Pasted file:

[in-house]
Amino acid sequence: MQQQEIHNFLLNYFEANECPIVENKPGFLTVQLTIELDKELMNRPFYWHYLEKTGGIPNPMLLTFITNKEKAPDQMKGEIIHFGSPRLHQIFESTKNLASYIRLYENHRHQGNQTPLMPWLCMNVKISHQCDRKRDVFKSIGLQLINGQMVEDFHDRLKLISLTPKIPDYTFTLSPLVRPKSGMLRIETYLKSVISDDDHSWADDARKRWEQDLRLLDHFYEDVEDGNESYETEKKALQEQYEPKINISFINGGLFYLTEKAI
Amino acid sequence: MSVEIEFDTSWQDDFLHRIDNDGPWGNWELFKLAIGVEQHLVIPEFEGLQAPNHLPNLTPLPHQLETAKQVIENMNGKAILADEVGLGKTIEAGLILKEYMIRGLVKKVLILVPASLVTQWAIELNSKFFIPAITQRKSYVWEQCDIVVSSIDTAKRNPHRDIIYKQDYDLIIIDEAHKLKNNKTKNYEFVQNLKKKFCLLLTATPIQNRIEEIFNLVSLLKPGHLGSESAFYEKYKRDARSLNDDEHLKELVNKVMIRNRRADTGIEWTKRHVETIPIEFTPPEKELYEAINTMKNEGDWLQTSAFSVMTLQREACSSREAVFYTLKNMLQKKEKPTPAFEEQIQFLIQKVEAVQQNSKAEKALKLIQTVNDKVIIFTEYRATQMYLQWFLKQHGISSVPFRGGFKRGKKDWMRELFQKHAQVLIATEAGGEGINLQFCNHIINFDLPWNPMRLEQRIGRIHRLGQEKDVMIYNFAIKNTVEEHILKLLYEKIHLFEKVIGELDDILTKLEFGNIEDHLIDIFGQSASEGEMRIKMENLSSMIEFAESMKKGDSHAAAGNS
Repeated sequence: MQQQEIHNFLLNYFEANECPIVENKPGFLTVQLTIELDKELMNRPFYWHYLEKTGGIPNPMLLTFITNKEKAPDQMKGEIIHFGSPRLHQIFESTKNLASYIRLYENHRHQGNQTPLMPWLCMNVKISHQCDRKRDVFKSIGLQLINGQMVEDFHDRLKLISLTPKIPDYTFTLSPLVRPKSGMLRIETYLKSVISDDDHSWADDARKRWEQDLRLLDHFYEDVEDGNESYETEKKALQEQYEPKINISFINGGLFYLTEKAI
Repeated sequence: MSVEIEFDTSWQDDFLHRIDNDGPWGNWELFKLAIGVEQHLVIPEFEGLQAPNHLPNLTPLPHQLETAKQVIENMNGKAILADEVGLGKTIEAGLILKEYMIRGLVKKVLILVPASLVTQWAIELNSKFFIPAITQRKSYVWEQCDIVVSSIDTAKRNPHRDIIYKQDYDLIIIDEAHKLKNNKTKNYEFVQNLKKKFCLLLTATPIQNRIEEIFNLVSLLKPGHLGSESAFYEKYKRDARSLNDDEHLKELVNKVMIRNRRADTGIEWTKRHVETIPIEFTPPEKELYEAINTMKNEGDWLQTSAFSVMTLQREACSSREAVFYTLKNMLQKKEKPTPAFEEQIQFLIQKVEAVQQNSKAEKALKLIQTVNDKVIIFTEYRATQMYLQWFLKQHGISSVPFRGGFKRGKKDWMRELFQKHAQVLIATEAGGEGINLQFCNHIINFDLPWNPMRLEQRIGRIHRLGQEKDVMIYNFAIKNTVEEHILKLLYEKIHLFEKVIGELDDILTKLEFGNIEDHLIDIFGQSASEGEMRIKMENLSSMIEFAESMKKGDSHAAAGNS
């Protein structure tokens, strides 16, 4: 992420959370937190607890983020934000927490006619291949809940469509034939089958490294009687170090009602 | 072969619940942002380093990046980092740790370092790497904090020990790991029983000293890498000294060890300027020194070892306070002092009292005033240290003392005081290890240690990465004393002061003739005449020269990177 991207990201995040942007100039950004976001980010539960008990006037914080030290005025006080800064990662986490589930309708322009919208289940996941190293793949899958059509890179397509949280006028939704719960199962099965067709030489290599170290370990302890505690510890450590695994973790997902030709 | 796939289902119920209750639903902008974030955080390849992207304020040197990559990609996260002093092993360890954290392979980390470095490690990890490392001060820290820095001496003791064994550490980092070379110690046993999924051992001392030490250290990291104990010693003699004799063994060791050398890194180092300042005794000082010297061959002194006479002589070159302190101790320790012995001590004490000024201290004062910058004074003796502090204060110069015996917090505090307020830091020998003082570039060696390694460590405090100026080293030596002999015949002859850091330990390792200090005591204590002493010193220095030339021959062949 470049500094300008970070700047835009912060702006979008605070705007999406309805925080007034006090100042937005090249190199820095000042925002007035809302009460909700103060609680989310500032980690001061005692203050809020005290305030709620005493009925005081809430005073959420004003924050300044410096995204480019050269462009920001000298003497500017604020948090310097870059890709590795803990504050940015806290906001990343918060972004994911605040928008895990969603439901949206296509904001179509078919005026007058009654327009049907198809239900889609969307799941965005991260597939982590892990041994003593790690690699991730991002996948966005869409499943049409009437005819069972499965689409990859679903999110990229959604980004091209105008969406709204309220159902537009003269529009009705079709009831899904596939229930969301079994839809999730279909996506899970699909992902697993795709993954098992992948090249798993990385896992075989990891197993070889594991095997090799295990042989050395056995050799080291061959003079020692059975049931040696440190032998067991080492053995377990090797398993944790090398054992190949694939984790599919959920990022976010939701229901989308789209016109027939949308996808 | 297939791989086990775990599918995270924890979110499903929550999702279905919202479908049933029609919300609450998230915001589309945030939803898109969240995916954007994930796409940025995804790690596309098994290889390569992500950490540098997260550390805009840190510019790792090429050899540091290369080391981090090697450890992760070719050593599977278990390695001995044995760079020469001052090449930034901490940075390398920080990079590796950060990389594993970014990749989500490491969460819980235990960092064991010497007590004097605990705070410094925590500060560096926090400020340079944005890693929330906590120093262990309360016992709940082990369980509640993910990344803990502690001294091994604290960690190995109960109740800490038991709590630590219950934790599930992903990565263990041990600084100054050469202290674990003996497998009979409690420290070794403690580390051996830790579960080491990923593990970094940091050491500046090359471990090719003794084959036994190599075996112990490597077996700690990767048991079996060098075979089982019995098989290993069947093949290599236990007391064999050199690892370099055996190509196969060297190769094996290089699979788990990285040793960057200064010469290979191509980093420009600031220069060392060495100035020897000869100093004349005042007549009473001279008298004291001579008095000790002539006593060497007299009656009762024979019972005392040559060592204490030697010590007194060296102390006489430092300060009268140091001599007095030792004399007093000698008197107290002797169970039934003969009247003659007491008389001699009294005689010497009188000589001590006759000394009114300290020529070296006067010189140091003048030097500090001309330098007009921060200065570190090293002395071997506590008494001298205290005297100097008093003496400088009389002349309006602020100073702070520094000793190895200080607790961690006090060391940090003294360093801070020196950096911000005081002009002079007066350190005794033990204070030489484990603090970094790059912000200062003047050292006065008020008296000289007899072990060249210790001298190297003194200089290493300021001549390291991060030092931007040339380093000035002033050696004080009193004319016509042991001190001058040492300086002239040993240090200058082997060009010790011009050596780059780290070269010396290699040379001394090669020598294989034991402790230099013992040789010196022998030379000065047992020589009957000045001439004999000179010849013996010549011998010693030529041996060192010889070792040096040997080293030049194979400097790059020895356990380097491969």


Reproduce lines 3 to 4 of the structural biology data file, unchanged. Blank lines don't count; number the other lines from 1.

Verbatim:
Amino acid sequence: MSVEIEFDTSWQDDFLHRIDNDGPWGNWELFKLAIGVEQHLVIPEFEGLQAPNHLPNLTPLPHQLETAKQVIENMNGKAILADEVGLGKTIEAGLILKEYMIRGLVKKVLILVPASLVTQWAIELNSKFFIPAITQRKSYVWEQCDIVVSSIDTAKRNPHRDIIYKQDYDLIIIDEAHKLKNNKTKNYEFVQNLKKKFCLLLTATPIQNRIEEIFNLVSLLKPGHLGSESAFYEKYKRDARSLNDDEHLKELVNKVMIRNRRADTGIEWTKRHVETIPIEFTPPEKELYEAINTMKNEGDWLQTSAFSVMTLQREACSSREAVFYTLKNMLQKKEKPTPAFEEQIQFLIQKVEAVQQNSKAEKALKLIQTVNDKVIIFTEYRATQMYLQWFLKQHGISSVPFRGGFKRGKKDWMRELFQKHAQVLIATEAGGEGINLQFCNHIINFDLPWNPMRLEQRIGRIHRLGQEKDVMIYNFAIKNTVEEHILKLLYEKIHLFEKVIGELDDILTKLEFGNIEDHLIDIFGQSASEGEMRIKMENLSSMIEFAESMKKGDSHAAAGNS
Repeated sequence: MQQQEIHNFLLNYFEANECPIVENKPGFLTVQLTIELDKELMNRPFYWHYLEKTGGIPNPMLLTFITNKEKAPDQMKGEIIHFGSPRLHQIFESTKNLASYIRLYENHRHQGNQTPLMPWLCMNVKISHQCDRKRDVFKSIGLQLINGQMVEDFHDRLKLISLTPKIPDYTFTLSPLVRPKSGMLRIETYLKSVISDDDHSWADDARKRWEQDLRLLDHFYEDVEDGNESYETEKKALQEQYEPKINISFINGGLFYLTEKAI